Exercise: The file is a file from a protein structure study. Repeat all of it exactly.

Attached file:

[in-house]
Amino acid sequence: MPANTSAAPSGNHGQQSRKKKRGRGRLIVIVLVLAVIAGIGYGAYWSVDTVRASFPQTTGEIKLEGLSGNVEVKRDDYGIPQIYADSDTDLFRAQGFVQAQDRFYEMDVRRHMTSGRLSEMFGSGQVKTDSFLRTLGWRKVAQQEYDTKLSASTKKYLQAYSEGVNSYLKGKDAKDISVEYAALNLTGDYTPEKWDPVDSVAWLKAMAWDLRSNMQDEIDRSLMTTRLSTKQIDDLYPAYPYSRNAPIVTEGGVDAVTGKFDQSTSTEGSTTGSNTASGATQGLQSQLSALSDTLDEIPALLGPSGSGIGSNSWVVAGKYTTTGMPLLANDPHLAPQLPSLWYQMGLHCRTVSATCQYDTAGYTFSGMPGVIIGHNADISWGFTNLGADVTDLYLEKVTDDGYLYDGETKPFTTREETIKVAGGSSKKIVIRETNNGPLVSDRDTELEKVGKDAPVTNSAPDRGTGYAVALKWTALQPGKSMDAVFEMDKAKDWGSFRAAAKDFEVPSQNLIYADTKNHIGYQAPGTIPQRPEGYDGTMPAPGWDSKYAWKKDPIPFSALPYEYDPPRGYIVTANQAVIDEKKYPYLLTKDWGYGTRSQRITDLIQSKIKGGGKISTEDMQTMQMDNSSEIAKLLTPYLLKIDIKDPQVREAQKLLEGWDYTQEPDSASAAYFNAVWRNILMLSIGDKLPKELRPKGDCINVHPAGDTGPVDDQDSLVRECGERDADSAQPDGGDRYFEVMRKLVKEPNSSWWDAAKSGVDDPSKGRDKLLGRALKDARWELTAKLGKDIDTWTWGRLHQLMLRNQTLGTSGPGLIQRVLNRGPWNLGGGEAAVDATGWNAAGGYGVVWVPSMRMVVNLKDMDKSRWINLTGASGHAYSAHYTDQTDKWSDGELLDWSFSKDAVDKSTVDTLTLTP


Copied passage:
[in-house]
Amino acid sequence: MPANTSAAPSGNHGQQSRKKKRGRGRLIVIVLVLAVIAGIGYGAYWSVDTVRASFPQTTGEIKLEGLSGNVEVKRDDYGIPQIYADSDTDLFRAQGFVQAQDRFYEMDVRRHMTSGRLSEMFGSGQVKTDSFLRTLGWRKVAQQEYDTKLSASTKKYLQAYSEGVNSYLKGKDAKDISVEYAALNLTGDYTPEKWDPVDSVAWLKAMAWDLRSNMQDEIDRSLMTTRLSTKQIDDLYPAYPYSRNAPIVTEGGVDAVTGKFDQSTSTEGSTTGSNTASGATQGLQSQLSALSDTLDEIPALLGPSGSGIGSNSWVVAGKYTTTGMPLLANDPHLAPQLPSLWYQMGLHCRTVSATCQYDTAGYTFSGMPGVIIGHNADISWGFTNLGADVTDLYLEKVTDDGYLYDGETKPFTTREETIKVAGGSSKKIVIRETNNGPLVSDRDTELEKVGKDAPVTNSAPDRGTGYAVALKWTALQPGKSMDAVFEMDKAKDWGSFRAAAKDFEVPSQNLIYADTKNHIGYQAPGTIPQRPEGYDGTMPAPGWDSKYAWKKDPIPFSALPYEYDPPRGYIVTANQAVIDEKKYPYLLTKDWGYGTRSQRITDLIQSKIKGGGKISTEDMQTMQMDNSSEIAKLLTPYLLKIDIKDPQVREAQKLLEGWDYTQEPDSASAAYFNAVWRNILMLSIGDKLPKELRPKGDCINVHPAGDTGPVDDQDSLVRECGERDADSAQPDGGDRYFEVMRKLVKEPNSSWWDAAKSGVDDPSKGRDKLLGRALKDARWELTAKLGKDIDTWTWGRLHQLMLRNQTLGTSGPGLIQRVLNRGPWNLGGGEAAVDATGWNAAGGYGVVWVPSMRMVVNLKDMDKSRWINLTGASGHAYSAHYTDQTDKWSDGELLDWSFSKDAVDKSTVDTLTLTP